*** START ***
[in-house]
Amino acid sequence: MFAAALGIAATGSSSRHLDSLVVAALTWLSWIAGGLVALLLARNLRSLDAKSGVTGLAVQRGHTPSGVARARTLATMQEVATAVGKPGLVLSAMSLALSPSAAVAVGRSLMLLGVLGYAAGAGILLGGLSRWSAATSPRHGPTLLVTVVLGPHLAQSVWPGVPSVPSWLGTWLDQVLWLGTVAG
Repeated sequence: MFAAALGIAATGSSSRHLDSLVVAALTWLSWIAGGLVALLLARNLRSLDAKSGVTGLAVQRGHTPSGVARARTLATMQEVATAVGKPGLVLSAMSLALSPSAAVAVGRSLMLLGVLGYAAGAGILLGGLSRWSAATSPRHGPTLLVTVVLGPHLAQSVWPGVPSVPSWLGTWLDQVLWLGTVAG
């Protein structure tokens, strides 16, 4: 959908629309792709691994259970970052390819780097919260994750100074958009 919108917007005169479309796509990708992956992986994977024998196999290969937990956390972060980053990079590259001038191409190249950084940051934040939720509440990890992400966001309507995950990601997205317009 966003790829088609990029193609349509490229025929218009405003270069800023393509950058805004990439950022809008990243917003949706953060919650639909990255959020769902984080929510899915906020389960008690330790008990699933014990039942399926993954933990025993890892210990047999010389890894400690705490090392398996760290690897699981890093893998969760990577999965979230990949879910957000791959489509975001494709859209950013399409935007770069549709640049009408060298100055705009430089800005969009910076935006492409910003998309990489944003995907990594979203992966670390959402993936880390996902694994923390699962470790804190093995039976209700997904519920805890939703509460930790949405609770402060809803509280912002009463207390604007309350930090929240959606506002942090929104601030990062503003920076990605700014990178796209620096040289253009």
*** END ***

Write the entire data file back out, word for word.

[in-house]
Amino acid sequence: MFAAALGIAATGSSSRHLDSLVVAALTWLSWIAGGLVALLLARNLRSLDAKSGVTGLAVQRGHTPSGVARARTLATMQEVATAVGKPGLVLSAMSLALSPSAAVAVGRSLMLLGVLGYAAGAGILLGGLSRWSAATSPRHGPTLLVTVVLGPHLAQSVWPGVPSVPSWLGTWLDQVLWLGTVAG
Repeated sequence: MFAAALGIAATGSSSRHLDSLVVAALTWLSWIAGGLVALLLARNLRSLDAKSGVTGLAVQRGHTPSGVARARTLATMQEVATAVGKPGLVLSAMSLALSPSAAVAVGRSLMLLGVLGYAAGAGILLGGLSRWSAATSPRHGPTLLVTVVLGPHLAQSVWPGVPSVPSWLGTWLDQVLWLGTVAG
């Protein structure tokens, strides 16, 4: 959908629309792709691994259970970052390819780097919260994750100074958009 919108917007005169479309796509990708992956992986994977024998196999290969937990956390972060980053990079590259001038191409190249950084940051934040939720509440990890992400966001309507995950990601997205317009 966003790829088609990029193609349509490229025929218009405003270069800023393509950058805004990439950022809008990243917003949706953060919650639909990255959020769902984080929510899915906020389960008690330790008990699933014990039942399926993954933990025993890892210990047999010389890894400690705490090392398996760290690897699981890093893998969760990577999965979230990949879910957000791959489509975001494709859209950013399409935007770069549709640049009408060298100055705009430089800005969009910076935006492409910003998309990489944003995907990594979203992966670390959402993936880390996902694994923390699962470790804190093995039976209700997904519920805890939703509460930790949405609770402060809803509280912002009463207390604007309350930090929240959606506002942090929104601030990062503003920076990605700014990178796209620096040289253009």